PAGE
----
• Give Women Choice: Extend the 1967 Abortion Act to Northern Ireland, ending the archaic and oppressive healthcare inequality currently in place in NI. • Gender Representation: Introduce quotas to increase female representation in the Assembly and in boardrooms. • Racial Equality: Implement and enhance measures set out in the current Racial Equality Strategy. • Support Minority Languages: Introduce legislation to protect and support minority languages, including British Sign Language and Irish Sign Language. • A Living Wage: No-one should be working for less than what they can live on. Raise the minimum wage to £8.25 an hour.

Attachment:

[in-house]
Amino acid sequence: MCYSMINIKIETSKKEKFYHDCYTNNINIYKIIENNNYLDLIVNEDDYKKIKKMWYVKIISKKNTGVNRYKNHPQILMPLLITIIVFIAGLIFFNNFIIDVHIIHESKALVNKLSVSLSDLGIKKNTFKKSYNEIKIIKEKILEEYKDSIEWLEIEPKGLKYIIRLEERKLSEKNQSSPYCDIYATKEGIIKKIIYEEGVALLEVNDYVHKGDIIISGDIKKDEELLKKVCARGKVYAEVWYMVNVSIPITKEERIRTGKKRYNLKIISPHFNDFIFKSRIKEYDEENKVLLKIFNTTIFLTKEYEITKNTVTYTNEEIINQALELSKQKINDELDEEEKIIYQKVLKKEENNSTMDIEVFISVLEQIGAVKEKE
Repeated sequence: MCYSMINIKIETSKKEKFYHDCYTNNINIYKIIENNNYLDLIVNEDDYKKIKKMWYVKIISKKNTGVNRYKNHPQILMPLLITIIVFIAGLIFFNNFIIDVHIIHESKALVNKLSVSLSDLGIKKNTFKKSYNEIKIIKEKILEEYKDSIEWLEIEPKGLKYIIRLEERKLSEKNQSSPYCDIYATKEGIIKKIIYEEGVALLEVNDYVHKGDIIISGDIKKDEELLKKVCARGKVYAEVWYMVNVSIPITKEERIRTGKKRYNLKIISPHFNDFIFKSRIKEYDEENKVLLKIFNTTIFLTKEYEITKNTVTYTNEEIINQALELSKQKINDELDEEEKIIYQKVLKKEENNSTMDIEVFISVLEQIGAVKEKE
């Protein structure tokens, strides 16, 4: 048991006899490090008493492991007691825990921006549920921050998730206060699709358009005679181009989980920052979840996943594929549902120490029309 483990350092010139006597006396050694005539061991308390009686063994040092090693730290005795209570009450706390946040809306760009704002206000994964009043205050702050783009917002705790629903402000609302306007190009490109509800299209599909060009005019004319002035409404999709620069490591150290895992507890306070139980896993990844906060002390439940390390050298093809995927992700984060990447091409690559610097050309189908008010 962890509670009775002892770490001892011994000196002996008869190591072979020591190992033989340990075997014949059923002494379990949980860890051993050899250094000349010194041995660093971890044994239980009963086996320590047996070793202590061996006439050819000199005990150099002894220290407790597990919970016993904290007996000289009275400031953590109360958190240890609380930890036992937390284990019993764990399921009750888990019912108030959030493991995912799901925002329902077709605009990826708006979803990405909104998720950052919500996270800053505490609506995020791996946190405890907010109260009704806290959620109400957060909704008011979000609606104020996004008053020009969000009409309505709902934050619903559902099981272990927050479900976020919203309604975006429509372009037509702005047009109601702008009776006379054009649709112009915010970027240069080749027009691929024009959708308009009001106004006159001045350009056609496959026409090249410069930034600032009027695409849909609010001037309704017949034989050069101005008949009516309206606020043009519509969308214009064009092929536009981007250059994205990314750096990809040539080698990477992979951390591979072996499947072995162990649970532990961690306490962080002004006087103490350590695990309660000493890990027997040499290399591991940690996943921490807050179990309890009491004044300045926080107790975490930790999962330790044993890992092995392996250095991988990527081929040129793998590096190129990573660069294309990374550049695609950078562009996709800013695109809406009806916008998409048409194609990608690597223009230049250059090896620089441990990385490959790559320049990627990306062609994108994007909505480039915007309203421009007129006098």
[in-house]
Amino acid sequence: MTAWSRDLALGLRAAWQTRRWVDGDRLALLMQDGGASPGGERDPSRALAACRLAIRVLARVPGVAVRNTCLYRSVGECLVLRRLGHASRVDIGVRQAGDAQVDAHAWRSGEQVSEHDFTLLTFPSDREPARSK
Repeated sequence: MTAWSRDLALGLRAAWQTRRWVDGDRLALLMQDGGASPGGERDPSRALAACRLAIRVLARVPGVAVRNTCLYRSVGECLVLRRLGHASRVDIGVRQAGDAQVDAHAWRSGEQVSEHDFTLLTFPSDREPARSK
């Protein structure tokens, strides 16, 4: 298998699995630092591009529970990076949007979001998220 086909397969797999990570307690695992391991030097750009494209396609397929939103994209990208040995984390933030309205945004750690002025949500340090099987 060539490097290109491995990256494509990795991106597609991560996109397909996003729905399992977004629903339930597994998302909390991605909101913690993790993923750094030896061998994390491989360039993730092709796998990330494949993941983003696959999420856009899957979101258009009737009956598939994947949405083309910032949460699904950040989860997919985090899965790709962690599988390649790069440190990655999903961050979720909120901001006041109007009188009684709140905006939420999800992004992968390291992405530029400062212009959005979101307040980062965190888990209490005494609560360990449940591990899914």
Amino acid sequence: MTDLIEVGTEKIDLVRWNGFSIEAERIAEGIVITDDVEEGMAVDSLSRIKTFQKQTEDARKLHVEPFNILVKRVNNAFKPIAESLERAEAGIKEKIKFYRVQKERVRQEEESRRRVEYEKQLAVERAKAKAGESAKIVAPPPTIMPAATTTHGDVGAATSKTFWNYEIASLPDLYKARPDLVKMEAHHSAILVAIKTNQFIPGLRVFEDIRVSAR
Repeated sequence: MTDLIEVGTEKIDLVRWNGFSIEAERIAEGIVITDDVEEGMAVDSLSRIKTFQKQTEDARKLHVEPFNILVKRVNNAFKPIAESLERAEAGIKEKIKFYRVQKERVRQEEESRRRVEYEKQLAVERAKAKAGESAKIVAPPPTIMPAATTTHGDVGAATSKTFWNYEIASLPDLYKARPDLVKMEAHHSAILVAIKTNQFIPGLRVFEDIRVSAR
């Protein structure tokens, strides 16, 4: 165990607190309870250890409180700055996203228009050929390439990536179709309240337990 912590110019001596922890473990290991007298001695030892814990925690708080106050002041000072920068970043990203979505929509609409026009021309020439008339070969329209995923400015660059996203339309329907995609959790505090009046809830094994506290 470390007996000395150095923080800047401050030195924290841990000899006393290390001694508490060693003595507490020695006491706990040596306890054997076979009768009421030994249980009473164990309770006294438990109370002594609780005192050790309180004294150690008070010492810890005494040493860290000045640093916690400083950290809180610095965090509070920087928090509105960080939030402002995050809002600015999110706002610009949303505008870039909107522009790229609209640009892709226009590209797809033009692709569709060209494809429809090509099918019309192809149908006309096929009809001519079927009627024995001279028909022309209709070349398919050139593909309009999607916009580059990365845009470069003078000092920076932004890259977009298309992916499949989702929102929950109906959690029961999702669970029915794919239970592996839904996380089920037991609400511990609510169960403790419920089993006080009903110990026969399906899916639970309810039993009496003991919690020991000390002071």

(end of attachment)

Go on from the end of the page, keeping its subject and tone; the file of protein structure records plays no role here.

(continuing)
A Good Education Northern Ireland needs a modern, inclusive, publicly funded education system. Young people currently endure a religiously-divided compulsory school system, which not only helps perpetuate sectarianism, but also divides students through academic selection, and by gender. Our schools, colleges and universities suffer from a lack of funding, and an increasing drive towards marketisation that leaves students undervalued and commodified, being made to use education as a tool for employment, rather than as a means to pursue their interests. For the sake of students and young people, and the future of Northern Ireland, we need to move towards a comprehensive, integrated and coherent education system, away from the money-first policies that are currently being pushed in the sector. We need to stop wasting students’ time with sectarianism, marketisation, and stress, and create a fairer education system. • Integrated, Modern Education: Create a single, publicly funded, non-selective, integrated secular education system. • Fewer Exams: Move away from standardised exams and towards continuous assessment, to support students and provide them with adequate choices. • Relationship and Sexuality Education (RSE): Ensure RSE starts early and is relevant to pupils at each stage in their development and maturity. • Special Educational Needs: Put in place post-18 plan for all young people with special educational needs before they leave the education system on a statutory basis. • Further Education: Value our Colleges of Further and Higher Education and the skills, crafts and trades they teach. • No Fee Rise: Oppose plans to raise tuition fees from £3000 to £9000 in Northern Ireland, and research various forms of funding for higher education. • No Department Cuts: End cuts to entire departments within universities·and investigate the long-term effects of making certain subjects completely unavailable within Northern Ireland. • Maintain EMA: No reduction to EMA provision, and research ways of funding the expansion of EMA.